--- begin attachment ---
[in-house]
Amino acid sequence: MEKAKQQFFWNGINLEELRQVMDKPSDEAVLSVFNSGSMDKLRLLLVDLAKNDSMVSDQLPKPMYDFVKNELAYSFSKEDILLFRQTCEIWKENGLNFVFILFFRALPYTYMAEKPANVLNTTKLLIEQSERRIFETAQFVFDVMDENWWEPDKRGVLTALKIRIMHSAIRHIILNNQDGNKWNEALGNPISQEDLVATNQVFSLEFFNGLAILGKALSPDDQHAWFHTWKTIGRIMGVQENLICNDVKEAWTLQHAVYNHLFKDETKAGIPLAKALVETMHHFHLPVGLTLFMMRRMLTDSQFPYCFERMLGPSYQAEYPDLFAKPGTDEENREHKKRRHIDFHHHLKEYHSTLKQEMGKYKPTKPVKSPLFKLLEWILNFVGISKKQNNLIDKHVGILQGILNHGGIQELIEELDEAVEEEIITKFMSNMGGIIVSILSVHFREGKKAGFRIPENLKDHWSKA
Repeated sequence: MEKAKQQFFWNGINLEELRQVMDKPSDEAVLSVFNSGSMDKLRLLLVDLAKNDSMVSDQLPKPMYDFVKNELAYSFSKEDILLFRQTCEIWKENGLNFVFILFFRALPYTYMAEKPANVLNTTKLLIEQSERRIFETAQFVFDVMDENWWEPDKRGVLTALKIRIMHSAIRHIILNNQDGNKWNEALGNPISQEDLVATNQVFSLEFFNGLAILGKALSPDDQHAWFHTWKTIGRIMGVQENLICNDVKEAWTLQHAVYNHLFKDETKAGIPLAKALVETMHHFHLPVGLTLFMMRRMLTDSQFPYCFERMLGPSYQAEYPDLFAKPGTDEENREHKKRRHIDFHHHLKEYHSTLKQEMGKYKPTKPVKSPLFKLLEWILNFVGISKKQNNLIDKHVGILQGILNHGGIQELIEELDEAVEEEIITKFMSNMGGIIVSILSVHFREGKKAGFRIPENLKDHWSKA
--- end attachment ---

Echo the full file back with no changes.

[in-house]
Amino acid sequence: MEKAKQQFFWNGINLEELRQVMDKPSDEAVLSVFNSGSMDKLRLLLVDLAKNDSMVSDQLPKPMYDFVKNELAYSFSKEDILLFRQTCEIWKENGLNFVFILFFRALPYTYMAEKPANVLNTTKLLIEQSERRIFETAQFVFDVMDENWWEPDKRGVLTALKIRIMHSAIRHIILNNQDGNKWNEALGNPISQEDLVATNQVFSLEFFNGLAILGKALSPDDQHAWFHTWKTIGRIMGVQENLICNDVKEAWTLQHAVYNHLFKDETKAGIPLAKALVETMHHFHLPVGLTLFMMRRMLTDSQFPYCFERMLGPSYQAEYPDLFAKPGTDEENREHKKRRHIDFHHHLKEYHSTLKQEMGKYKPTKPVKSPLFKLLEWILNFVGISKKQNNLIDKHVGILQGILNHGGIQELIEELDEAVEEEIITKFMSNMGGIIVSILSVHFREGKKAGFRIPENLKDHWSKA
Repeated sequence: MEKAKQQFFWNGINLEELRQVMDKPSDEAVLSVFNSGSMDKLRLLLVDLAKNDSMVSDQLPKPMYDFVKNELAYSFSKEDILLFRQTCEIWKENGLNFVFILFFRALPYTYMAEKPANVLNTTKLLIEQSERRIFETAQFVFDVMDENWWEPDKRGVLTALKIRIMHSAIRHIILNNQDGNKWNEALGNPISQEDLVATNQVFSLEFFNGLAILGKALSPDDQHAWFHTWKTIGRIMGVQENLICNDVKEAWTLQHAVYNHLFKDETKAGIPLAKALVETMHHFHLPVGLTLFMMRRMLTDSQFPYCFERMLGPSYQAEYPDLFAKPGTDEENREHKKRRHIDFHHHLKEYHSTLKQEMGKYKPTKPVKSPLFKLLEWILNFVGISKKQNNLIDKHVGILQGILNHGGIQELIEELDEAVEEEIITKFMSNMGGIIVSILSVHFREGKKAGFRIPENLKDHWSKA